The helpful folks over at Barnivore, The Vegan Alcohol Directory, ask the following question: “Is your booze vegan?
It might seem weird at first, but your favorite drink might have more than just alcohol in it. Brewmasters, winemakers, and distillers may include animal ingredients such as milk or honey in their products directly, or they might use them in processing and filtration.
When filtering drinks prior to bottling, companies can use things like isinglass (from fish bladder), gelatin, egg whites, and sea shells, among other things. These products grab onto the impurities and make it easier to catch them in the filters, though there are many animal-free alternatives in use.
You can’t see them, you can’t smell or taste them, and these ingredients don’t show up on the label, so the only way to find out is to ask. What a chore! But, now you can celebrate St. Patrick’s day with confidence – vegan style!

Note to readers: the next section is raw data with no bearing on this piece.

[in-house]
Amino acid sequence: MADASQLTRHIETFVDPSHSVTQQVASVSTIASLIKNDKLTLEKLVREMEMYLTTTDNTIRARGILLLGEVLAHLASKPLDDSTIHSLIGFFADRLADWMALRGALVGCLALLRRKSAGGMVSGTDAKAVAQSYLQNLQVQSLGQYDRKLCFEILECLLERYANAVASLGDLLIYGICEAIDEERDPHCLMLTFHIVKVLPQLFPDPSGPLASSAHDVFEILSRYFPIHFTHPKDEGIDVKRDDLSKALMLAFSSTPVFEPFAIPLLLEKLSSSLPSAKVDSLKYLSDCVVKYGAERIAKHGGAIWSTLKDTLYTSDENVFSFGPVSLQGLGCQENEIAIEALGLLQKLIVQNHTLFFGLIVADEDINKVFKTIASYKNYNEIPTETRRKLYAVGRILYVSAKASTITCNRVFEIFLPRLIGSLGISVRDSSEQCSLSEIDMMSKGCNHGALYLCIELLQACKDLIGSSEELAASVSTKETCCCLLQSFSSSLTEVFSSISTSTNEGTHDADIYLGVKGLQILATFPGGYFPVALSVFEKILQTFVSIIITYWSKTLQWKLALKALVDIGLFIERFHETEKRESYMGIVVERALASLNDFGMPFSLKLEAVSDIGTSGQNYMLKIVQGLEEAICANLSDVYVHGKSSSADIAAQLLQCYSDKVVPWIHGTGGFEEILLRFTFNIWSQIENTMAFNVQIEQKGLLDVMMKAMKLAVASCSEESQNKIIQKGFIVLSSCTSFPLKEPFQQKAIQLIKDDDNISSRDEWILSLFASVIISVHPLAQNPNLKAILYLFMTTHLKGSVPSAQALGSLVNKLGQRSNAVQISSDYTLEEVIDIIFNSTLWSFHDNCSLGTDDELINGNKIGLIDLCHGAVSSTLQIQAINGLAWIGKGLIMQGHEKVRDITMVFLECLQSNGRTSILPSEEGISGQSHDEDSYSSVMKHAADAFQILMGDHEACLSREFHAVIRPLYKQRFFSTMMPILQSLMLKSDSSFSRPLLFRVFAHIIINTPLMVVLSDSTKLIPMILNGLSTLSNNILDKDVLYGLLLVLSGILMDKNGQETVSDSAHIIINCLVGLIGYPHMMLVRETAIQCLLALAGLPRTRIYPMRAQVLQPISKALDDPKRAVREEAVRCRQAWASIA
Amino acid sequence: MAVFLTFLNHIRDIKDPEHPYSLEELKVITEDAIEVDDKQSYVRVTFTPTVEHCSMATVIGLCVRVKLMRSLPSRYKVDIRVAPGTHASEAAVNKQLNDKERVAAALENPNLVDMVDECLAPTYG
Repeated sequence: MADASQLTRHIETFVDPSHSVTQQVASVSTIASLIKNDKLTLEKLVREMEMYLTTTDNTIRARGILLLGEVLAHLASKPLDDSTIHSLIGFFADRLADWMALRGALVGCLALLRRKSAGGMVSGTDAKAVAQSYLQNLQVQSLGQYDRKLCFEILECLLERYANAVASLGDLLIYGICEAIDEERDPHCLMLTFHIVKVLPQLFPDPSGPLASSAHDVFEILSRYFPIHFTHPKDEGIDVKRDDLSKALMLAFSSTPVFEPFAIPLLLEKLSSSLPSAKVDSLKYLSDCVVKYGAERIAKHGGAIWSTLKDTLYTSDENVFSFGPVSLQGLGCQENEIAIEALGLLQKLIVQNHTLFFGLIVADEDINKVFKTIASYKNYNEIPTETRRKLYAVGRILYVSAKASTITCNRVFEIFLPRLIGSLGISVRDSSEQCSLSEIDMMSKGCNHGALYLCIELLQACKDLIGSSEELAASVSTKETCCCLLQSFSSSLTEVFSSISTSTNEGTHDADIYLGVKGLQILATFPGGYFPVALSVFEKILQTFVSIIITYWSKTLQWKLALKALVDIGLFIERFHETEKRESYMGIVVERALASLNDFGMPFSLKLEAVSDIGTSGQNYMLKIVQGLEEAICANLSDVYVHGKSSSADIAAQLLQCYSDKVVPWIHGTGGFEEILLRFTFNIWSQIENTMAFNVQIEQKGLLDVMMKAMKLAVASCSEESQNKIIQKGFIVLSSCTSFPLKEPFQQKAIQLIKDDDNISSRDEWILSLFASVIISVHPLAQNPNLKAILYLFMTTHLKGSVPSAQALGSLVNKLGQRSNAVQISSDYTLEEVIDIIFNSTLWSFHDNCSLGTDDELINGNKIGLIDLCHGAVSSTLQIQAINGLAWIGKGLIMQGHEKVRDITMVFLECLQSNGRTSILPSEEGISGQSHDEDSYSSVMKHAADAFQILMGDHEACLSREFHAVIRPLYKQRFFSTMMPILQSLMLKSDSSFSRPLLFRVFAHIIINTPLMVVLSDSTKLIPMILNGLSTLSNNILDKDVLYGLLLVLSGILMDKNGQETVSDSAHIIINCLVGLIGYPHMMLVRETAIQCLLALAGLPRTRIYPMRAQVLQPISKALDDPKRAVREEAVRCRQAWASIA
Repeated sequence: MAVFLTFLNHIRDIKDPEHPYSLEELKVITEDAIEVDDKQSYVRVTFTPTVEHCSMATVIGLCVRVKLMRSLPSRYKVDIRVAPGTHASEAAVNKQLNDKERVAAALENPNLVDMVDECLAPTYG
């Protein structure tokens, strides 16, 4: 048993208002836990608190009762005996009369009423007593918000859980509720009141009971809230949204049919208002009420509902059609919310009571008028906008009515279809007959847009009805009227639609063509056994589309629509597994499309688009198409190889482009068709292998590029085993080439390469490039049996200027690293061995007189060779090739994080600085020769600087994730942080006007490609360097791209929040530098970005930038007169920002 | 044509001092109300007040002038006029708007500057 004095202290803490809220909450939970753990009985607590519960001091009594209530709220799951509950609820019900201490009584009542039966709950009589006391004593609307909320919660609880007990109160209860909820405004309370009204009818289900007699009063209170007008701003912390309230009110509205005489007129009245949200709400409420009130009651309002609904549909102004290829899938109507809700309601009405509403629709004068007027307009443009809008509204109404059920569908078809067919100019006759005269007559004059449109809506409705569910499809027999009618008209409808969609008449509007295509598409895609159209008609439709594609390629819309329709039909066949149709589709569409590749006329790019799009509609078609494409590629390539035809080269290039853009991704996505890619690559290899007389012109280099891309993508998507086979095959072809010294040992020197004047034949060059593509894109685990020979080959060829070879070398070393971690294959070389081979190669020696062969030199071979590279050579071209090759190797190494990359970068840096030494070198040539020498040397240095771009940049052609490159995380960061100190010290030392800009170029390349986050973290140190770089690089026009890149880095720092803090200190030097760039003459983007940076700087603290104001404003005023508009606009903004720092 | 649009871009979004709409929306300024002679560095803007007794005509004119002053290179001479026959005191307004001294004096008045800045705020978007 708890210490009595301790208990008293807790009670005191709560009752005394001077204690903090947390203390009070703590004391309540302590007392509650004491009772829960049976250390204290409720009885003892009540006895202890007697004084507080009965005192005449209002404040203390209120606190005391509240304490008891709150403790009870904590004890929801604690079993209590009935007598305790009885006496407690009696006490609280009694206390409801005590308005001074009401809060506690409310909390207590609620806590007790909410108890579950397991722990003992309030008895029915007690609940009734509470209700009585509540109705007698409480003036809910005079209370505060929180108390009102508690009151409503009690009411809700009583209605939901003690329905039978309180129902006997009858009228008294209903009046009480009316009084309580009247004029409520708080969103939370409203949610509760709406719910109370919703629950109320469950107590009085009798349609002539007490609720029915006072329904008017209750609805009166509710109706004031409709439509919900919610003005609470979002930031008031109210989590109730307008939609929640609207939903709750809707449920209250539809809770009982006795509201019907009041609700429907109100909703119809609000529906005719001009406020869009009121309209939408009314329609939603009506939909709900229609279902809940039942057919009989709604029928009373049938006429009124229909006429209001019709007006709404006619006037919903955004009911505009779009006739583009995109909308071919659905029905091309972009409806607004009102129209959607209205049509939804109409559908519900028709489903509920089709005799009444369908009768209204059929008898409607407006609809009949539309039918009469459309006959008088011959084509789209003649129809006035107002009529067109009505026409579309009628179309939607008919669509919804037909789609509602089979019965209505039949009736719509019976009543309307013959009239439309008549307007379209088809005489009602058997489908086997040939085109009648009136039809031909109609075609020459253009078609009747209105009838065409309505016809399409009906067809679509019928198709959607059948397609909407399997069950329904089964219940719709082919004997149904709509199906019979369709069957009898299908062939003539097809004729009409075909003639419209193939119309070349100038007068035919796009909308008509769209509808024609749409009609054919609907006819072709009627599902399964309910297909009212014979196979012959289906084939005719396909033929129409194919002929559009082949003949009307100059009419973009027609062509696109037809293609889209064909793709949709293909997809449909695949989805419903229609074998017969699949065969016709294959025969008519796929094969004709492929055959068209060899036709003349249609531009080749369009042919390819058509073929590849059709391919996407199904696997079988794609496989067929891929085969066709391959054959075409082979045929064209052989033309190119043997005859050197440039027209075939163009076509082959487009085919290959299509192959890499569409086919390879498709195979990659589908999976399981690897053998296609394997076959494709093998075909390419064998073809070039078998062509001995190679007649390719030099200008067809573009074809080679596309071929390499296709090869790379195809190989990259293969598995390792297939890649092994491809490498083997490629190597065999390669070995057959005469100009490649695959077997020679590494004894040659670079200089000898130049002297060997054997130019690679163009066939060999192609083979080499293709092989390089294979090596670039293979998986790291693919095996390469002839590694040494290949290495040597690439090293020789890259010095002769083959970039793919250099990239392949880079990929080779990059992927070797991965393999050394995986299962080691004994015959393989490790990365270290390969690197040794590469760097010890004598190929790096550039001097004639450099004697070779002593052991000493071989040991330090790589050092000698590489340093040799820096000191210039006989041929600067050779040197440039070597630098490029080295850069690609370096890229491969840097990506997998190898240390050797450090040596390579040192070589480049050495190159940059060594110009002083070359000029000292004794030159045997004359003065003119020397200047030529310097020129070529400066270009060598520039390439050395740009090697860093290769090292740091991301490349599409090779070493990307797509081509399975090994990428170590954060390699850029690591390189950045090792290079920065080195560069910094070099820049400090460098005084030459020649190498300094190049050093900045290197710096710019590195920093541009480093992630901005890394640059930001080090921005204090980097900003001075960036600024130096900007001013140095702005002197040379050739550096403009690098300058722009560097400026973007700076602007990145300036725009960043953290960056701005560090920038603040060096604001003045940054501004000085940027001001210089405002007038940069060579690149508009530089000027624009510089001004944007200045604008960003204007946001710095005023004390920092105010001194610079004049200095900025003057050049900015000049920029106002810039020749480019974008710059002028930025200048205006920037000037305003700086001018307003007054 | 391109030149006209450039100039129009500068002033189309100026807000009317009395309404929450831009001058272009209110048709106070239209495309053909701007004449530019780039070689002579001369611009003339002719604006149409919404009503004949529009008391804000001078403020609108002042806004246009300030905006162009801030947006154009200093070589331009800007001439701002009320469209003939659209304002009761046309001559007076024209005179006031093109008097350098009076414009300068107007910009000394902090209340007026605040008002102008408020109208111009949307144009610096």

Here are my Top 5 picks from Barnivore:
1. George Killian’s Irish Red
(I haven’t been able to confirm Killian’s Irish Stout is vegan)
I’ve chosen these based on their Irish-ness, high confidence that they are vegan, and because they are commonly available. But just remember, you don’t have to drink all 5 to have a good time!
There are many other vegan beers out there, many from microbreweries too numerous to mention here. When in doubt; stick to the Irish Reds, Irish Lagers, and Irish Whiskeys. Still not sure? Ask the brewer when you get the chance, and add your findings to the directory.
What’s NOT a Vegan-Friendly Choice this St. Patrick’s Day?
Guiness Stout: There is great confusion surrounding whether Guinness is indeed vegan-friendly. It is certain that Guinness in the UK is made using isinglass as a fining agent. However, in North America, Guinness is made in Canada, and the brewers there claim they don’t use isinglass. However, I’m not convinced, because I don’t know what they’re using as a replacement for isinglass. The company makes no promises about this; it is subject to change over time and depending on the regional distributors.
Murphy’s Irish Stout: Isinglass is used as a fining agent.
More Helpful Guidelines
- Many stouts contain lactose, a milk derivative (especially any stout described as a “Milk Stout” probably really does contain dairy products).
- Most beers that have been conditioned in a cask or firkin are traditionally filtered using isinglass.
- Honey beers, honey stouts, and all mead contains honey.
Cheers and Happy St. Patrick’s Day!
Image Credit: Landfeldt/Flickr